The relative size of Naspers in the local market has become a challenge for many local fund managers. The company dominates the JSE so much that any fund that is measured against the performance of an index is almost forced to hold it, and in a meaningful way.
Many fund managers acknowledge that this is something they spend a lot of time thinking about. How do they manage their exposure to Naspers so that there is a balance between risk and reward?
Firstly, they have to grapple with how much of it they are willing to hold in their portfolios from a risk management perspective. The stock might be 20% of the index, but very few managers are willing to put that much into a single company simply because if something goes wrong it would have a material impact on the entire fund.
More subtly, however, managers have to consider what a large position in Naspers means for the rest of their holdings. For a fund to have a large exposure to the stock doesn’t just leave less money for other ideas, it also means having to think about how the rest of the portfolio performs in relation to that dominant counter.
Brian Pyle, co-manager of the Old Mutual Industrial Fund, says they constantly think about how to strike this balance. At the end of September, the fund had a weighting of 28.6% in Naspers. This is underweight relative to the FTSE/JSE Industrial 25 Index, but it is still a very large absolute position.
To manage the risk of this large exposure, Pyle looks to include more assets in the portfolio that show uncorrelated performance to Naspers.
“A lot of ‘SA Inc’ shares, such as Italtile, are not correlated with Naspers,” he explains. “The other thing that is completely uncorrelated is cash. So I’m running the fund with a little more cash than I would if I had a lower position in Naspers.”
While this is prudent portfolio management, it creates distortions of its own.
“It is the case that the rest of the fund might look slightly different to what it would if Naspers was only 10%,” Pyle says.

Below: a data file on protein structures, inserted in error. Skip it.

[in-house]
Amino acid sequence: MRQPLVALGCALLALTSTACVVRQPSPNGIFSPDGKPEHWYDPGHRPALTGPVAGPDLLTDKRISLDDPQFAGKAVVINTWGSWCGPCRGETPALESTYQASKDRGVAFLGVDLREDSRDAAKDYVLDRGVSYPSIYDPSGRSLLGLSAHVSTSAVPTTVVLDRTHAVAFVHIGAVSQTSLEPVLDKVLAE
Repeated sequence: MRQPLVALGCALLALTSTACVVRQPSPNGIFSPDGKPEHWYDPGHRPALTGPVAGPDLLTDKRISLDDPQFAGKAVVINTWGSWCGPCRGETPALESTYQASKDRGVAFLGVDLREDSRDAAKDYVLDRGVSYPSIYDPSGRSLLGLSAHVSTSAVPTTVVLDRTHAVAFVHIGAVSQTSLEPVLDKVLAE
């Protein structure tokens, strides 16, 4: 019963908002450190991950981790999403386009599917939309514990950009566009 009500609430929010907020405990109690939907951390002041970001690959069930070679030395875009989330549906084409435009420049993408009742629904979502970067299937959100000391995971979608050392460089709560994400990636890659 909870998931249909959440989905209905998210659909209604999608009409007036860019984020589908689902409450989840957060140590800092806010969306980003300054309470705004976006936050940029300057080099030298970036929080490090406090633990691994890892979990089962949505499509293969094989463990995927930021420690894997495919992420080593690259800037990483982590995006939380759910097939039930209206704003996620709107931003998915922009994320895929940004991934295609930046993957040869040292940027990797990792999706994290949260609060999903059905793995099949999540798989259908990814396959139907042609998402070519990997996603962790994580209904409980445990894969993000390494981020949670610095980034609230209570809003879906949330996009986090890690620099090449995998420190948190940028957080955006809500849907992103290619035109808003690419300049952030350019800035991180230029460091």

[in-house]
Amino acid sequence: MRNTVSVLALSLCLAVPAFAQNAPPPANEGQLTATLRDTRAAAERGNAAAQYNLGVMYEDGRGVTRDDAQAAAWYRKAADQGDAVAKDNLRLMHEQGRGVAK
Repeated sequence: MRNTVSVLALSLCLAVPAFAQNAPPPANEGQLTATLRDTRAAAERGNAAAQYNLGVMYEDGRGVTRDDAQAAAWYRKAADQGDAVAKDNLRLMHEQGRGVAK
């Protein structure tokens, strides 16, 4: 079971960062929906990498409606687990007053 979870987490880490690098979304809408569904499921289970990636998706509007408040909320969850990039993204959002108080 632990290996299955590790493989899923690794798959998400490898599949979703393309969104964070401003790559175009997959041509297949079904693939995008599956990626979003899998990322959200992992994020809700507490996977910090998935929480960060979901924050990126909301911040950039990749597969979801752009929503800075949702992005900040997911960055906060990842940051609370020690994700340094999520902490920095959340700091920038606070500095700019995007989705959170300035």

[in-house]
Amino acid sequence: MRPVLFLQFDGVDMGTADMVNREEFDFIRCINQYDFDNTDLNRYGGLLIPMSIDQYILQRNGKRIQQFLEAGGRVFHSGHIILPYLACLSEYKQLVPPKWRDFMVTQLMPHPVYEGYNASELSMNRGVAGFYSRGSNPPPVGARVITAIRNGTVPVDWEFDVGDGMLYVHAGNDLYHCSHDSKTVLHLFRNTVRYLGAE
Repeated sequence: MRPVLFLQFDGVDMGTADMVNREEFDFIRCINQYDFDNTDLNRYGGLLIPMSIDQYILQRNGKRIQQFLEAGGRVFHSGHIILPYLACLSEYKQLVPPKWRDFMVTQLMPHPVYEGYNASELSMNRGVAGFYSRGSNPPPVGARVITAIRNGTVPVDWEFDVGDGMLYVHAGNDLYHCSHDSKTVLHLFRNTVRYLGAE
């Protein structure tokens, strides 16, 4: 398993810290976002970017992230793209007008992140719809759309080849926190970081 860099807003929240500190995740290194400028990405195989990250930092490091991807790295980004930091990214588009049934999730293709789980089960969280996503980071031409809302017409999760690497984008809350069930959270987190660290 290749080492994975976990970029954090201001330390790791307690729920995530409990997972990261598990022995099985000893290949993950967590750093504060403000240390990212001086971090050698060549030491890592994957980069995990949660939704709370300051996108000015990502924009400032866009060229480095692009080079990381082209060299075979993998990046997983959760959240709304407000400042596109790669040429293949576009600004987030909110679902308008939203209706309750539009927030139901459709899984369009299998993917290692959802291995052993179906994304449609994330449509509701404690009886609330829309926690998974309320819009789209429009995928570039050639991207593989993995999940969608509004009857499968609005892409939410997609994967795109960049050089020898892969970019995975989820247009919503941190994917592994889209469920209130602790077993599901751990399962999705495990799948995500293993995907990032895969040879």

There are also other ways fund managers look to manage risk. According to Morningstar, the Aluwani Top 25 Fund has the largest exposure to Naspers of any active general equity fund at 27.5%. This is actually down from 29.8% at the end of June.
The fund is benchmarked against the Top 40, and the managers are very specifically benchmark-cognisant – in other words, their starting point when building the portfolio is the Top 40 itself. They then overweight or underweight stocks to generate outperformance.
A number of analysts would argue that that is taking far too much risk in a single stock. While a Steinhoff-like event might be unlikely with Naspers, if it were to happen, it would wipe out almost a third of the portfolio.
In a recent note to clients, Aluwani recognised this as well:
“The absolute weight of the stock in the portfolio is a function of the benchmark,” the firm noted. “However, we are not completely oblivious to the absolute weight of Naspers in our portfolios, largely because, as investors, despite our best efforts and rigorous investment process, we can not know all there is to know on any investment we have in our portfolios, hence the need for risk management.”
It explained that it uses derivatives to hedge against a material pull-back in Naspers. This allows it to have the conviction to have such a large exposure to the counter, but still give its clients comfort that they are protected if something goes horribly wrong.
Another active manager with large Naspers exposure is First Avenue. The First Avenue SCI Equity Fund has 21.47% of its portfolio in the stock, while the First Avenue SCI Focused Quality Equity Fund gives it a weighting of 22.13%.
Chief investment officer Hlelo Giyose explains that this is not just based on a positive view of the company, but also a desire to have exposure to growth. In the local market, Naspers offers the only quality option.
“If you are a fund like First Avenue that does not hold any resources, you run the risk of not having any exposure to growth-facing companies at times when the economy is doing well,” Giyose argues.
If their funds were to be heavily underweight Naspers, they would therefore run the risk of severe underperformance in this kind of environment.
“We made a decision that between the two, we would rather hold Naspers in a higher quantity than mining stocks,” Giyose says. “That’s why you would see our weight in Naspers being what it is, especially relative to our peers. But if you were to take our Naspers plus resources exposure, it would be lower than most of our peers.”